Last Christmas when I told my college age son Ryan that I was considering foregoing our traditional Christmas letter that I’ve penned for most of his growing up years, he said to me, “Mom, you have to write your Christmas letter. You’ve always done one. It’s a tradition.” I had ordered the Christmas photo card, but the letter seemed daunting. Two weddings, one engagement. Life with work and kids.
But, I wrote the letter anyway. And did again this year.
I was inspired early on in our marriage to pen a yearly Christmas card for family and friends. My mother-in-law had been writing one since her early married years and included a family photo in the correspondence. And my parents’ good friends the Fritzsches had been writing a Christmas letter for years.
What it does, I have found, is serve as a record of your family’s life over the years. Though the letter for us changed over the years, its basic function has been a way to keep in touch, to let people know the little milestones in our children’s live, to connect.
Some years, I have included a photo with the Christmas letter while other times a photo card has part of the goods inside the envelope along with the letter. Still other years I’d Xerox a photo onto the letter itself so as to save a step and money. Some years, the letter and card are sent after Christmas. I’ve skipped a year or two in our 28 years of marriage. One year I skipped and announced that I was expecting another child.
One year, when we decided to focus on making gifts rather than purchasing I dug up all the Christmas letters and accompanying photographs and placed them in a notebook, in chronological order. I added a cover to the notebook, wrapped it up for under the tree, and sat with the kids to read each of the letters and to look at the photos. It was fun to see my children individually point out each picture or read my take on the year, which doesn’t always measure up to their view, but that’s okay.
You forget what year certain milestones happen and it’s nice to have a recap of the year in one location. It’s a way of reflecting, remembering.
Though my children do skim the yearly Christmas letter, they didn’t seem to think it was a big deal in terms of importance.
So, when my 21–year-old last year noticed — or cared — that I wrote a Christmas card was eye opening and refreshing.
Now, that my oldest son is married and out of the house, one of my twins, 16, asked me if I was going to write our Christmas letter! He went on to say that I need to write this letter. I had wanted to write one at the time, but once again, it was a busy time for me. Africa trip to see my wonderful daughter for one. Planning the Faith & Culture Writers Conference for another thing.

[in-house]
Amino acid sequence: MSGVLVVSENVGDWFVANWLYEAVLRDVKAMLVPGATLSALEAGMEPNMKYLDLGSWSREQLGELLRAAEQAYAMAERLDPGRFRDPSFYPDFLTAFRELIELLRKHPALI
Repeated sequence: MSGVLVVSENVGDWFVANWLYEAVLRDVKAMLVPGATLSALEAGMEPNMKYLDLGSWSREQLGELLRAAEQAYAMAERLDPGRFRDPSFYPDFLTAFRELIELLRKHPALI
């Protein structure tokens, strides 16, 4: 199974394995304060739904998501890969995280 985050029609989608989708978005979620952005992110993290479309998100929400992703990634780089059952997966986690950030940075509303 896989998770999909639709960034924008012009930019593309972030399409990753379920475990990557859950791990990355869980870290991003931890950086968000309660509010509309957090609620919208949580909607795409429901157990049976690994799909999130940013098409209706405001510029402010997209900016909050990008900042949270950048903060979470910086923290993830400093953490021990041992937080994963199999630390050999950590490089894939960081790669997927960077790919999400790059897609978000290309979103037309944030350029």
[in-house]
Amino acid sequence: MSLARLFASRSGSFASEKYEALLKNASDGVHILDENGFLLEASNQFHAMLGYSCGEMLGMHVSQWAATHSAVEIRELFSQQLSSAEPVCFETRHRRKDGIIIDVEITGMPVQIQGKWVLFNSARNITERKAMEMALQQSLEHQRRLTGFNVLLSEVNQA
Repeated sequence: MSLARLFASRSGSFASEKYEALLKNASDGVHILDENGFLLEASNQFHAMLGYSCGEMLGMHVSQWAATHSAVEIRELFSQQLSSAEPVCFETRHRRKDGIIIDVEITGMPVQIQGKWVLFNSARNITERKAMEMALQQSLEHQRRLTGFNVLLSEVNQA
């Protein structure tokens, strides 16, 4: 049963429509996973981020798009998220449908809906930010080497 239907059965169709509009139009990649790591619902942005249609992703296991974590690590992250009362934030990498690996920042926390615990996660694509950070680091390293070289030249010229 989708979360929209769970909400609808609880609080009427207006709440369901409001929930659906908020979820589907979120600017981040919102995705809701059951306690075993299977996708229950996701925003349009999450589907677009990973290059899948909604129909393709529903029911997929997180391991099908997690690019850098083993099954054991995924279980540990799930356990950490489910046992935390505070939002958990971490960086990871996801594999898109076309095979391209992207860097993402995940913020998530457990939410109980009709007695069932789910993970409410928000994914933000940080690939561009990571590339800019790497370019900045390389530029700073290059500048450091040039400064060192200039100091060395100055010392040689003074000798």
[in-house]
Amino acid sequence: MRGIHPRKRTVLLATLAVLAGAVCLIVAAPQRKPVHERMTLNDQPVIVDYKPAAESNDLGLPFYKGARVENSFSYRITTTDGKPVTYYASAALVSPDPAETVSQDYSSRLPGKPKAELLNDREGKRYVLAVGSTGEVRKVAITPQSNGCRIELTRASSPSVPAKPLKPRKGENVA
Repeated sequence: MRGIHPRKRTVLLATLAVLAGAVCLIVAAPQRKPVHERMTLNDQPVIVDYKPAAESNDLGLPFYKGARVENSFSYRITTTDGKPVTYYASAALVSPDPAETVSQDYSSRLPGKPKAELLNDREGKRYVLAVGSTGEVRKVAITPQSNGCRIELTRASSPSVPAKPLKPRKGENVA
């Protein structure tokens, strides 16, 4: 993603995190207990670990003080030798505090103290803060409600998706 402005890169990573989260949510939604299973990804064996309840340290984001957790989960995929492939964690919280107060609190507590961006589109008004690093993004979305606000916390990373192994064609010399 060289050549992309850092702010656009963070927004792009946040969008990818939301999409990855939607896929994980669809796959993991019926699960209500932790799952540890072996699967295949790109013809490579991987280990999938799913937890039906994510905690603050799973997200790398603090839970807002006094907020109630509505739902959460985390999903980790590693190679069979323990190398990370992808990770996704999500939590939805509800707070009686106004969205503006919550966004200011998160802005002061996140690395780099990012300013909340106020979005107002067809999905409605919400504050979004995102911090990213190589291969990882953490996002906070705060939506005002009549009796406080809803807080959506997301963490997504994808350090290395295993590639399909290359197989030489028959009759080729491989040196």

These are boys saying these comments to me made me ponder the topic of tradition in this blog post. The tradition of writing Christmas letters. Kids like traditions. Yes, traditions take time and energy and effort, but they are worth it.
Christmas letters allow us to remember. We think we will recall little details or our lives and in the lives of our children but as time goes by, we forget. As we write a yearly holiday letter, we are required to look back, to reflect, to ponder.
And, then year-by-year, we can skim through the letters and remember.
I’ve seen some families where the children pen the Christmas letter while others are written in the first person by each member of the family. I savor my basket of Christmas cards and letters that old friends and family have sent me this year. I read each of them. I know they took time to write them.
Some people have criticized the Christmas letter tradition as brag fests while others call just think they are a waste of time. Who wants to read them? Some of those same people who did not understand the value of the Christmas letter have years later sent me a Christmas letter!
One thing I must say regarding the Christmas letter and card is that I always include a photo of my husband Chris and me in there, and not just photos of our children. We receive a lot of photo cards and letters during this time of year, with many of them photographs of just the kids in the family.
But, I think if you are going to send along a photo, let us see how adorable your kids are! Because, chances are we do not know the kids as well as the parents. Having the adults grace the photo, helps place the kids on into the context of their family. And, if we are talking about remembering and wanting our children to remember, they need to see us parents in the pictures.
Christmas letters force me to slow down during this busy holiday season. It makes me think of each person I am addressing a letter to. I like to personalize my Christmas letters, though there have been years that I have not done that. With the world of technology we are immersed in, Christmas letters are a way to do something physical. Something tangible. Connecting with folks is so important to me. There’s nothing like receiving a letter in the (snail) mail from others, and I know others feel the same way.
So, each year, if you are one of the people who receive a Christmas letter from me, thanks for reading and for keeping in touch.
I know it’s worth it. People care. You care. Your kids care. And, you’ll appreciate it later in life.
Oh, and guess who is now writing his own Christmas letter: my son Ryan and his wife. Yep, as newly weds they’ve written their first Christmas letter accompanied by a photo card! See, they do care. And they do notice.